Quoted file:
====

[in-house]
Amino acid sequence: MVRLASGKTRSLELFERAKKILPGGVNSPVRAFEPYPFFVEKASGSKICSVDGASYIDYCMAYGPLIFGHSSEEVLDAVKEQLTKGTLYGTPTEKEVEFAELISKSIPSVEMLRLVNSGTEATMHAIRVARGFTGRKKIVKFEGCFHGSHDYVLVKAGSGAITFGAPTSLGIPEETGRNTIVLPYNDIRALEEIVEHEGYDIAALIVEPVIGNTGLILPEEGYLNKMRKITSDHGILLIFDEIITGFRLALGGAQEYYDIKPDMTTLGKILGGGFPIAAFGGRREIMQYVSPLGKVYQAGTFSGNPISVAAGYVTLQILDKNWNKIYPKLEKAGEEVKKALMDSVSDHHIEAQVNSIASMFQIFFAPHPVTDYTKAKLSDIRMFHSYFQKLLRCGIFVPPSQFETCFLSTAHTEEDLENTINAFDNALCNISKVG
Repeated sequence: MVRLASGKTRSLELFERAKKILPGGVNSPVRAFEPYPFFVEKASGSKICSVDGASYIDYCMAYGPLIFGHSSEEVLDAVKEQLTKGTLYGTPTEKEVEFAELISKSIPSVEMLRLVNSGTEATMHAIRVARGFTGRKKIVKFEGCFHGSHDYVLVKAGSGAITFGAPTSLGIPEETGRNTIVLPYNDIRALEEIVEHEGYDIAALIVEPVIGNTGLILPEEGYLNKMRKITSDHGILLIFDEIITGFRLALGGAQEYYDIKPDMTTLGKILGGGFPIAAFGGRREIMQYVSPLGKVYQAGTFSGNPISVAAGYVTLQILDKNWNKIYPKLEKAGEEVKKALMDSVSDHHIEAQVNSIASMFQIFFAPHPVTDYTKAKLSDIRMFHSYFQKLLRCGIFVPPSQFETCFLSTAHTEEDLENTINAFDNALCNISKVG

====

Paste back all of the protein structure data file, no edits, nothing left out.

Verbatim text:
[in-house]
Amino acid sequence: MVRLASGKTRSLELFERAKKILPGGVNSPVRAFEPYPFFVEKASGSKICSVDGASYIDYCMAYGPLIFGHSSEEVLDAVKEQLTKGTLYGTPTEKEVEFAELISKSIPSVEMLRLVNSGTEATMHAIRVARGFTGRKKIVKFEGCFHGSHDYVLVKAGSGAITFGAPTSLGIPEETGRNTIVLPYNDIRALEEIVEHEGYDIAALIVEPVIGNTGLILPEEGYLNKMRKITSDHGILLIFDEIITGFRLALGGAQEYYDIKPDMTTLGKILGGGFPIAAFGGRREIMQYVSPLGKVYQAGTFSGNPISVAAGYVTLQILDKNWNKIYPKLEKAGEEVKKALMDSVSDHHIEAQVNSIASMFQIFFAPHPVTDYTKAKLSDIRMFHSYFQKLLRCGIFVPPSQFETCFLSTAHTEEDLENTINAFDNALCNISKVG
Repeated sequence: MVRLASGKTRSLELFERAKKILPGGVNSPVRAFEPYPFFVEKASGSKICSVDGASYIDYCMAYGPLIFGHSSEEVLDAVKEQLTKGTLYGTPTEKEVEFAELISKSIPSVEMLRLVNSGTEATMHAIRVARGFTGRKKIVKFEGCFHGSHDYVLVKAGSGAITFGAPTSLGIPEETGRNTIVLPYNDIRALEEIVEHEGYDIAALIVEPVIGNTGLILPEEGYLNKMRKITSDHGILLIFDEIITGFRLALGGAQEYYDIKPDMTTLGKILGGGFPIAAFGGRREIMQYVSPLGKVYQAGTFSGNPISVAAGYVTLQILDKNWNKIYPKLEKAGEEVKKALMDSVSDHHIEAQVNSIASMFQIFFAPHPVTDYTKAKLSDIRMFHSYFQKLLRCGIFVPPSQFETCFLSTAHTEEDLENTINAFDNALCNISKVG